Geometric Morphometry Analysis: Metric Data, Shape, and Size Variation

For each individual, only the left wing was examined and included in the analysis. The wings were mounted between microscopy slides and cover-slips and photographed using a digital camera Leica S6D. Nine landmarks (Figure 1A) were identified in each wing according to previous references (18, 23); the geometric coordinates of each landmark were digitized and shape variables (partial warps) were obtained using tpsDig Version 2 (24). Data were submitted to a discriminant analysis to examine differences in wing shape between male (M) and female (F) and statistical significant was evaluate by the Wilk’s lambda statistics. For comparison of wing size between genders and among ecotopes within each gender, we used the isometric estimator centroid size (CS) derived from coordinate data (10, 15, 23). Statistical analysis was carried out using the MorphoJ software package for geometric morphometric (25). Landmark coordinate (x, y) configurations were registered and aligned using the Procrustes analysis and covariance analysis was implemented with proportions of re-classified groups and MANOVA. Then, wing shape variable and the CS were analyzed using the principal component analysis. For this analysis, M and F were processed separately due to the sexual size dimorphism of Triatominae. The relationship between shape and size was explored by a regression analysis. The significance of wing conformation due to landmark variation was established using the canonical variate analysis.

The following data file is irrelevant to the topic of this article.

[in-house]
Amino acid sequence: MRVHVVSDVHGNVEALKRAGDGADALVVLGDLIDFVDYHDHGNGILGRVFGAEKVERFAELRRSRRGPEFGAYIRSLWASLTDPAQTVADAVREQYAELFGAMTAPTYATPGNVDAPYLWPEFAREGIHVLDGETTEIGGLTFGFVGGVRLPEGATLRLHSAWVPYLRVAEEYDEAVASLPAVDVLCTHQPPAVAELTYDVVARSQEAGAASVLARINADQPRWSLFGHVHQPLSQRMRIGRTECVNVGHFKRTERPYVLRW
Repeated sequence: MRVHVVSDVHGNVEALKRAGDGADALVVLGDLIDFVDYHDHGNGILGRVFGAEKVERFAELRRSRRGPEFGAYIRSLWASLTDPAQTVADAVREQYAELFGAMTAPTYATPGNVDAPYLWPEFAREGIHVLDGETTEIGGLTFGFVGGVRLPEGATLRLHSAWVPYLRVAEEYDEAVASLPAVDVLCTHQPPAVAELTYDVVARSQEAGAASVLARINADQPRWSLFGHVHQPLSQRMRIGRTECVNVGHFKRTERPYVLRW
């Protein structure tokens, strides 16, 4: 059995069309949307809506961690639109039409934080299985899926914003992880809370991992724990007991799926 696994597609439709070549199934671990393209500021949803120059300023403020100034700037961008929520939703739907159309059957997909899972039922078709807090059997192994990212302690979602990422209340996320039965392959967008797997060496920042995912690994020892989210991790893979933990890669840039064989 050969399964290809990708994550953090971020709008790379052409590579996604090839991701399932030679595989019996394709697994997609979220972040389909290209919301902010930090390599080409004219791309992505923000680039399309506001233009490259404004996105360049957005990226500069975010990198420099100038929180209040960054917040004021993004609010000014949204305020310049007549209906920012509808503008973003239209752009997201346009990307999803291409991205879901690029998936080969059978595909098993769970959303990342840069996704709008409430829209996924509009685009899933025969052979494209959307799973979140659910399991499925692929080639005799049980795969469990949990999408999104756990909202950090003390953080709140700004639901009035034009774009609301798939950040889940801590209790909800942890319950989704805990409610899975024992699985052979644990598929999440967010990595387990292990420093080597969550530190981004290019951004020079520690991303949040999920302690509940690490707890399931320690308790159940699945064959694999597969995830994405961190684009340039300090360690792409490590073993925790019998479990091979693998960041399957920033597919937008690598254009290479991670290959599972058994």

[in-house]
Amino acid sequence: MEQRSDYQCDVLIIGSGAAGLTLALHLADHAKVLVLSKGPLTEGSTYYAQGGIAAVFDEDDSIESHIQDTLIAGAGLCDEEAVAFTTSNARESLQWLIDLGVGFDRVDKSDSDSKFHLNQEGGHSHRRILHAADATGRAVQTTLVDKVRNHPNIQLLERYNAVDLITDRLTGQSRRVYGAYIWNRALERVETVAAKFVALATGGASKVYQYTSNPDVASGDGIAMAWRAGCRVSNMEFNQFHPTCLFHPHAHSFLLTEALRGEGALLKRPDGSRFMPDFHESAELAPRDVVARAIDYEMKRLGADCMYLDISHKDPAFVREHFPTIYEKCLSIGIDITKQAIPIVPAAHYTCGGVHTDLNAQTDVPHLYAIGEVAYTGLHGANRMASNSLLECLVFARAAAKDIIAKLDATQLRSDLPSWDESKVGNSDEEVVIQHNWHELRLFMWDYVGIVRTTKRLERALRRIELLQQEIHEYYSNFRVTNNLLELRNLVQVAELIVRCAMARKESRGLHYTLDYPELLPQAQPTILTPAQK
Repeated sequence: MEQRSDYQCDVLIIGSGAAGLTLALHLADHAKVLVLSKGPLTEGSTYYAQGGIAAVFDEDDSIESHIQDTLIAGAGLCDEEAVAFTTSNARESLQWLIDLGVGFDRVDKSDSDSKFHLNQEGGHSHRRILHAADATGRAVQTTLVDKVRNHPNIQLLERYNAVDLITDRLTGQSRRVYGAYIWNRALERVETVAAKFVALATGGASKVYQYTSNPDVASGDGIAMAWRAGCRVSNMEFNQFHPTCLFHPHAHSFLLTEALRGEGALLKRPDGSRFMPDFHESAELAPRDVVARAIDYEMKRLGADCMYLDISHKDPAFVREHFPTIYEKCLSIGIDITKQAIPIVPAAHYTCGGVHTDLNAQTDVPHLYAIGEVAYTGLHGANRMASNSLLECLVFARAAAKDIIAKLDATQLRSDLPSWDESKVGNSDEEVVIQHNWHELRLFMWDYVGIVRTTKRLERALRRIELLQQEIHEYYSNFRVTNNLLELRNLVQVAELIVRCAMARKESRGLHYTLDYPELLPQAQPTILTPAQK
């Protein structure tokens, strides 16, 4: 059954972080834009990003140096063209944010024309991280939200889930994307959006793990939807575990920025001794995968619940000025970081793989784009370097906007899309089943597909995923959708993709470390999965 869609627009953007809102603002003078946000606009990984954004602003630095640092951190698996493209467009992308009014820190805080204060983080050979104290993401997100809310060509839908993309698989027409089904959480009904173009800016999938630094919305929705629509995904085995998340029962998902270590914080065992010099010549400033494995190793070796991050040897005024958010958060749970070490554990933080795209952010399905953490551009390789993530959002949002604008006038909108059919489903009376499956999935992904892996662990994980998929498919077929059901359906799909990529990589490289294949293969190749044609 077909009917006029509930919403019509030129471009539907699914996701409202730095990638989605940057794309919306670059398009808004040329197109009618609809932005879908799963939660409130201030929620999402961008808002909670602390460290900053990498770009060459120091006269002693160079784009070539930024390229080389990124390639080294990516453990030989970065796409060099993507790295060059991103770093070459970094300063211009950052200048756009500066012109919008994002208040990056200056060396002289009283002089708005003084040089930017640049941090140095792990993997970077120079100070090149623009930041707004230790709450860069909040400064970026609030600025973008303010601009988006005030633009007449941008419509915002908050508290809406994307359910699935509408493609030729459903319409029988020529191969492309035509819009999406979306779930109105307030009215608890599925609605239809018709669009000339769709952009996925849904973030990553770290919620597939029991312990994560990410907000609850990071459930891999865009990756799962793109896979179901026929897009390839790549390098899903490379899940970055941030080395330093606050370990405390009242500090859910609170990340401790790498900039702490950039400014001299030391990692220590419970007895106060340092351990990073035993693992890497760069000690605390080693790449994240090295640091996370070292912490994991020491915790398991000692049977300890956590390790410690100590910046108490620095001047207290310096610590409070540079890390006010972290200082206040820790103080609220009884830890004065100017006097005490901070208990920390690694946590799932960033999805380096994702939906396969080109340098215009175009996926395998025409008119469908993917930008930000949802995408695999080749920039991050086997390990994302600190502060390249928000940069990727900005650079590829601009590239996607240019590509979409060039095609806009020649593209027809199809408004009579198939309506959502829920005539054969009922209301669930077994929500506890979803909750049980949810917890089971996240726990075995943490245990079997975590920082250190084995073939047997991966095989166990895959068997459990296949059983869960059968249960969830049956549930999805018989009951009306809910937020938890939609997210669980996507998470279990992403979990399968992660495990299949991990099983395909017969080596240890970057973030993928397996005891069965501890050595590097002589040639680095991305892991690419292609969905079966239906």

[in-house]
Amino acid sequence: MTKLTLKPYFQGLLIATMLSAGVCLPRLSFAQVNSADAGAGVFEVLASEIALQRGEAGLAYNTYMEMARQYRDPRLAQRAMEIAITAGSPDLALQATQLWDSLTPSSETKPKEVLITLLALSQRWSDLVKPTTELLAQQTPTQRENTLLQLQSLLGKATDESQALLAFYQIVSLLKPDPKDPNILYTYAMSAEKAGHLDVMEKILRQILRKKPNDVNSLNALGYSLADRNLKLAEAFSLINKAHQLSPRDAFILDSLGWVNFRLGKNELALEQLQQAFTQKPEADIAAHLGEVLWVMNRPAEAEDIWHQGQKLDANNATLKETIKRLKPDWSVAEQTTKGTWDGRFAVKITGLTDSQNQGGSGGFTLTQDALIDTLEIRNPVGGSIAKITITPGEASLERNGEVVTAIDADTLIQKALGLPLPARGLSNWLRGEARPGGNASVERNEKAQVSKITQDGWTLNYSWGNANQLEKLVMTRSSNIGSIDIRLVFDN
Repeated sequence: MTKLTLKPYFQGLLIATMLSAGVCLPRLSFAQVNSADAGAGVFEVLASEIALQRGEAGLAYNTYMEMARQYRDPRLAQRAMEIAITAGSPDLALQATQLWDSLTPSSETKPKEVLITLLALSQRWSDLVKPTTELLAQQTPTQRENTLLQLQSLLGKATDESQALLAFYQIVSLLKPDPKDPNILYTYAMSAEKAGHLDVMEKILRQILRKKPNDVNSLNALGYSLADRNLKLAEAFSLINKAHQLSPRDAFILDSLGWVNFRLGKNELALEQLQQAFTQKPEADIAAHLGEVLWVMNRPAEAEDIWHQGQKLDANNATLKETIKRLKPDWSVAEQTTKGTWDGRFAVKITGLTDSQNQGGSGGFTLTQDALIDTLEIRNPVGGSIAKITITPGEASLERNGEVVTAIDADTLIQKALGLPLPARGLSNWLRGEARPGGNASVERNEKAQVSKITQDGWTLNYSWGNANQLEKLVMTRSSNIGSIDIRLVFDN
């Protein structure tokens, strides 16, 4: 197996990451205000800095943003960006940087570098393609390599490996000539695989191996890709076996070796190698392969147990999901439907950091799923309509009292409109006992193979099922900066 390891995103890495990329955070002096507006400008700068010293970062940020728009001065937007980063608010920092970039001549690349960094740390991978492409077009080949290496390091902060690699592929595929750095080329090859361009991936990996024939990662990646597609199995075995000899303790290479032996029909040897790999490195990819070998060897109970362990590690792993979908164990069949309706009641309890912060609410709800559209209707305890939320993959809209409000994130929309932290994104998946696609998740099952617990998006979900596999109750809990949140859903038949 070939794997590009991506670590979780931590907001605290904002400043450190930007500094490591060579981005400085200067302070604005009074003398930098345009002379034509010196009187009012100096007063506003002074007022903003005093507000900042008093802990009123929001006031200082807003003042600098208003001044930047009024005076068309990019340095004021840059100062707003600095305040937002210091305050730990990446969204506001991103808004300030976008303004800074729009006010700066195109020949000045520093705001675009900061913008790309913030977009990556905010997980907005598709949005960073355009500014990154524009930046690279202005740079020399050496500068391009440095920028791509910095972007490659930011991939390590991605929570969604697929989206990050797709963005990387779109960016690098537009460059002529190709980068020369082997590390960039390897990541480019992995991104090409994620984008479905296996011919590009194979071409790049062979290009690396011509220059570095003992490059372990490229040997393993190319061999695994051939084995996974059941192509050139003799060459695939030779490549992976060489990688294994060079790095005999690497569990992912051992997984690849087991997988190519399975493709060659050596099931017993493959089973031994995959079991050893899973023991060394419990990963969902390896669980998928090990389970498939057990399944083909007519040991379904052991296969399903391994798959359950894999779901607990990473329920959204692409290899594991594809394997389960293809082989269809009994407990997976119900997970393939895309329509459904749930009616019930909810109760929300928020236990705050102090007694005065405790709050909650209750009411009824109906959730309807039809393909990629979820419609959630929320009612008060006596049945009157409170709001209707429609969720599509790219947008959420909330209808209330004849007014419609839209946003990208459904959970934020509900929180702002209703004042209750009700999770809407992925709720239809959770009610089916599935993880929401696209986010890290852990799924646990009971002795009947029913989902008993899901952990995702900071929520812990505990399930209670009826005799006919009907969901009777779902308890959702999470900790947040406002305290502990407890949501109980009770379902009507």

Figure 1. Differences in wing shape between genders of Triatoma maculata from Venezuela. (A) Landmark points type I identified in wing of T. maculata. Numbering of points (PAR 1–9) refer to the arrangement followed to obtain the coordinates using tps Dig 2.0. (B) Differences in wing shape architecture of T. maculata. Differences in wing shape between male (M) and female (F) of T. maculata are represented by grids deformation and variation between homologous landmark (solid circles). After superposition to the homologous consensus (X¯) between M (solid lane) and F (dashed lane), the differences in wing shape are represented by incongruence between homologous landmarks (arrows).